It was noted that the airport is a mere 5 nm from an airport with Runway 16/34 that does use right traffic. But that airport sits next to an interstate, and there is a horse racing track just west of it that sticks out like a frog in a punch bowl. Our airport is actually an airpark nestled in between trees, and if you are below 2,000 feet msl, you probably won’t see it until you are just about on top of it. It was suggested that perhaps the learner on the rogue airplane and the CFI were not familiar with the area and confused the two airports. 

I am not sure what bothered me the most about that event. The fact the pilot and CFI didn’t do their homework as required by FAR 91.103, the fact they couldn’t read the sectional—which notes field elevation that would have given her a clue about the TPA and is missing the letters RP that denote right pattern for the airport—or the fact she kept giggling. The pattern is too busy a place to act squirrelly in. 

Learn the Pattern on the Ground

It is a lot easier to learn the pattern on the ground than in the air. It should begin with a review of proper procedures. Information is best gained from the AIM, Airplane Flying Handbook, airport chart supplements, and the FAA’s Aeronautical Chart Users’ Guide.

Be sure to discuss pattern entry. You may need to overfly the pattern at 500 feet above the TPA, then maneuver for the 45 entry at midfield on downwind. The 45 is part of the pattern, so be at pattern altitude. Make sure the learner is aware that pattern altitudes vary and often based on field elevation. The learner who trained at a field with an elevation of 20 feet msl and a TPA of 1,000 will be in for a rude shock when they head to an airport with a TPA of 1,500 because of a field elevation of 488.

Departure procedures can vary as well. Depending on the airspace, there may be published VFR departures. King County International Airport-Boeing Field (KBFI) in Seattle is a good example. At airports without published departures, it is often safer to get out of the pattern then begin the climb to altitude because it lessens the chance of colliding with someone flying over the airport.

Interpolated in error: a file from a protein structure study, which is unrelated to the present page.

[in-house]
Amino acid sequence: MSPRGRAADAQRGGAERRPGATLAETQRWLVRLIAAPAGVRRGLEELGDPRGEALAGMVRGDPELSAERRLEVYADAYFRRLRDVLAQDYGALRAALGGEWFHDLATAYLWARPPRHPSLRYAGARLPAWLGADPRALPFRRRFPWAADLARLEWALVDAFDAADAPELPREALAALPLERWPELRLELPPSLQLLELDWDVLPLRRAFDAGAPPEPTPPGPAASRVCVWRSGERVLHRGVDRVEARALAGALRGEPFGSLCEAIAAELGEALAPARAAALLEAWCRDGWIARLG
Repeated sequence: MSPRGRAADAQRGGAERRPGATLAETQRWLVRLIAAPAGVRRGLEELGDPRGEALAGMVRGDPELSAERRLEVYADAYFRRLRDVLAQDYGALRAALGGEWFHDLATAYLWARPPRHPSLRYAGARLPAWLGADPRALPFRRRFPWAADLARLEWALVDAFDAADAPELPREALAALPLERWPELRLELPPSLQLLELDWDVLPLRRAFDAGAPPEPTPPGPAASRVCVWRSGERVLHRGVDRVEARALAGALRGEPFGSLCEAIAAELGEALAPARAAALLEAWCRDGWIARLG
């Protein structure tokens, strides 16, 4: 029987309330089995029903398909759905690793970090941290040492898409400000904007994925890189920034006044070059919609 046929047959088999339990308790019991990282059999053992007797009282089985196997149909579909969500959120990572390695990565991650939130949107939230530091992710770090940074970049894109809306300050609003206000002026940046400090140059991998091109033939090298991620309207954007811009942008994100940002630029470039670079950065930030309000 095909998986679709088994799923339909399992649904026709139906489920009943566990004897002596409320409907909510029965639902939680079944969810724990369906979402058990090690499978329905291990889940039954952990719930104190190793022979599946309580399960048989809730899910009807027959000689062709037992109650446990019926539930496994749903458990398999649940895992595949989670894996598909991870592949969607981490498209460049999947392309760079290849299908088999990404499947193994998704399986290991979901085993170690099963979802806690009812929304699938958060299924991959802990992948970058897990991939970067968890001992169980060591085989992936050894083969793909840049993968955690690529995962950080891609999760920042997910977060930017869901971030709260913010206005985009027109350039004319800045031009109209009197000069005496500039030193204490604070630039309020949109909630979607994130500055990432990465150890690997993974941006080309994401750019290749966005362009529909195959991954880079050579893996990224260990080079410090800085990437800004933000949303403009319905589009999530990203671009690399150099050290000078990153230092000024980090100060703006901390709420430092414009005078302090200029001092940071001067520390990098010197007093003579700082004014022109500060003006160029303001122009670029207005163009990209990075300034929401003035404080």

Learners can become very stressed about what heading to fly on crosswind, downwind, and base. A demonstration that each turn is the previous heading plus 90 degrees does wonders to calming these concerns.

Teach learners that the presence of a control tower in operation does not relieve the pilots of the need to have their head on a swivel to see and avoid other aircraft.

Different Aircraft, Different Procedures

Single-engine airplanes are not the only aircraft in the pattern. Some learners are surprised to see helicopters at lower altitudes—they have their own set of FAA regs to follow.

The larger and faster the airplane the more room (read that altitude) it needs to maneuver. For example, twin-engine aircraft are considerably faster than most single-engine models and take longer to slow down. They will most likely overtake single-engine aircraft, so be prepared to depart the pattern and reenter on the 45. Sometimes there is a higher TPA at airports with a lot of turbine traffic for jets and turboprops to use.

It’s much better to put extra time on the Hobbs and in your logbook than end up on the 6 o’clock news.